'Politics is running rampant'
Veterans of the bureau think the controversy is a symptom of the bitter election year.
"Politics is running rampant," says former FBI Boston chief Rick DesLauriers, who oversaw the investigation into the Boston Marathon bombings. "Passions are high."
DesLauriers believes Comey has tried to ensure decisions are based on principle, not politics.
"He made a decision that angered Republicans in July and one that angered Democrats in October," said DesLauriers, who retired three years ago. "That's a pretty good indication he's nonpartisan."
To be sure, differences of opinion between FBI field offices and headquarters are a common occurrence on any number of cases. The hard-charging New York field office is often tussling with headquarters over management of cases, officials say.
But the Clinton probes are no ordinary cases.
"The FBI is an organization not comfortable operating in a political environment," another official said. "The intent was not to enter the political fray."
Soon after the FBI opened its investigation into the Clinton server in the summer of 2015, Comey decided it would be run from headquarters instead of New York, which is the jurisdiction where the Clinton server had been located.
That decision angered some in New York who thought it was headquarters' interference into their case.
Given the sensitivity of the case, Comey brought in a team of agents mostly from the Washington, D.C., field office, to pore through the thousands of emails.
He assigned the case to the counterintelligence section, which investigates cases of alleged mishandling of classified information. It gave the added advantage of being a section with a reputation for few media leaks and being close enough for Comey to get personal almost-daily updates.
"We're in the middle of one of the most vitriolic campaigns in American history, and we're investigating one of the candidates for president," the senior law enforcement official said. "We had to get this right."
That didn't quiet all of the complaints, particularly now that the behind-the-scenes tussles are spilling out into the public.
During the Clinton email server investigation, investigators and prosecutors debated whether to issue subpoenas to Clinton's aides, officials say. Leaders at the FBI and at the Justice Department thought it would be faster to come to voluntary agreements with aides. Subpoenas could cause delays, particularly if litigation is necessary, officials said. And the FBI and Justice Department wanted to try to complete the probe and get out of the way of the 2016 election.
Clinton Foundation in focus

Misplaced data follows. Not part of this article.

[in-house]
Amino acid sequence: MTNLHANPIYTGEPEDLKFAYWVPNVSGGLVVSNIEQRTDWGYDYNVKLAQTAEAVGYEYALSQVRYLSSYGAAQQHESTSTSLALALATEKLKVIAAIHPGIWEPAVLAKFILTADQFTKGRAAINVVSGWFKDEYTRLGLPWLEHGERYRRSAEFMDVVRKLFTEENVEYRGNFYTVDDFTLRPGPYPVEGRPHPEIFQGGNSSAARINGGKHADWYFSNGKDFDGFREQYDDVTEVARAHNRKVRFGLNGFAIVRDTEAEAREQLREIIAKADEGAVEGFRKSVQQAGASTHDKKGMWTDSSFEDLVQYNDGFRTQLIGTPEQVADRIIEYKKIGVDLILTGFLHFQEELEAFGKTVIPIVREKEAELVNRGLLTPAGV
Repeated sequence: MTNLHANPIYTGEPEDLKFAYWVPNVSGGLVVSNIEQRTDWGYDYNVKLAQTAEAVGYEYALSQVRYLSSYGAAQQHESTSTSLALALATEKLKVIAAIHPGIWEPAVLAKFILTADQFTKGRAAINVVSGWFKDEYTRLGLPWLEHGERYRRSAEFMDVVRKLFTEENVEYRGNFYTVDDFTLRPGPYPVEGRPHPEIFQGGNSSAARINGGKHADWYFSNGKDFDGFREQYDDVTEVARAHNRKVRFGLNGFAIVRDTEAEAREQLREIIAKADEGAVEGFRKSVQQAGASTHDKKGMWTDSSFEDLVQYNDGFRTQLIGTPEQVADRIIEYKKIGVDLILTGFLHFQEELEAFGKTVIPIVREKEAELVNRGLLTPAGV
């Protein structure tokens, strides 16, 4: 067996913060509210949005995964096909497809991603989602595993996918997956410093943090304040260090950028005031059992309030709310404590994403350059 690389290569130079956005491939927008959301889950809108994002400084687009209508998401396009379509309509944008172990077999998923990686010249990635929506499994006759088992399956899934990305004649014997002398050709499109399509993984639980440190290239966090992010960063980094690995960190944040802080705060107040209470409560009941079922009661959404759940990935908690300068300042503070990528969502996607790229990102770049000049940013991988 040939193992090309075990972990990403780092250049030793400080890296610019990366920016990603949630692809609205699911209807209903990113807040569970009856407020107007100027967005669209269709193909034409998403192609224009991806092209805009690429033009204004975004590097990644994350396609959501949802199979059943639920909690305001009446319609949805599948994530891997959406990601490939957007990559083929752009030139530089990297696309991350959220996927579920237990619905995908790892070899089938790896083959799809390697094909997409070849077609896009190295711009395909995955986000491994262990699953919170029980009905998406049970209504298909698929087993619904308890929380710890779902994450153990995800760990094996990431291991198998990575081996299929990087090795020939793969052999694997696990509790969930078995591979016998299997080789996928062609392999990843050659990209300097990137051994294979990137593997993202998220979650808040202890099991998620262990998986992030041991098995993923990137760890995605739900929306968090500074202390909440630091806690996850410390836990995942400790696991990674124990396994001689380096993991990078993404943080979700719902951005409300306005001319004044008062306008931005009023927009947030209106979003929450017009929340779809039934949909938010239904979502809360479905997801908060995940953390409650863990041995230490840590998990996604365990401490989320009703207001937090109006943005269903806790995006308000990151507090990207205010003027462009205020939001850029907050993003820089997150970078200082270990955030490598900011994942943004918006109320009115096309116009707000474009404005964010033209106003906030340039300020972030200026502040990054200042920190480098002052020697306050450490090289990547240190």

The tensions built after agents in several field offices began looking into allegations of corruption related to the Clinton Foundation, the charity of Bill and Hillary Clinton and their daughter, Chelsea. The FBI, under long-standing policy, hasn't publicly acknowledged the existence of the investigation.
Some of the allegations made headlines with the May 2015 publication of the book "Clinton Cash" by conservative writer Peter Schweizer, alleging corrupt ties between the Clinton Foundation and big-money foreign donors.
It's not uncommon for FBI probes to begin as a result of or be fueled by published news articles or books.
Similar probes have been underway for well over a year into people associated with Donald Trump's campaign. These include a probe of Trump's former campaign chairman, Paul Manafort, and his ties to pro-Russian figures in Ukraine. The Trump-related probes, none of which have been officially acknowledged by the FBI, also were slowed in recent months because of Justice Department rules not to conduct overt steps that could affect the election. But officials say the cases were ongoing for well over a year before the election concerns became an issue.
In the Clinton Foundation probe, at least one FBI field office also received notification of a possible suspicious bank transaction. The transaction involving a Clinton Foundation donor was flagged in what is known as a suspicious activity report, routine notices sent through the Treasury Department's financial enforcement arm.
By early this year, FBI agents from four field offices -- Los Angeles, Little Rock, Arkansas, Washington, D.C., and New York -- had open files on the Clinton Foundation and were seeking to get permission to formally conduct investigations of the Clinton Foundation.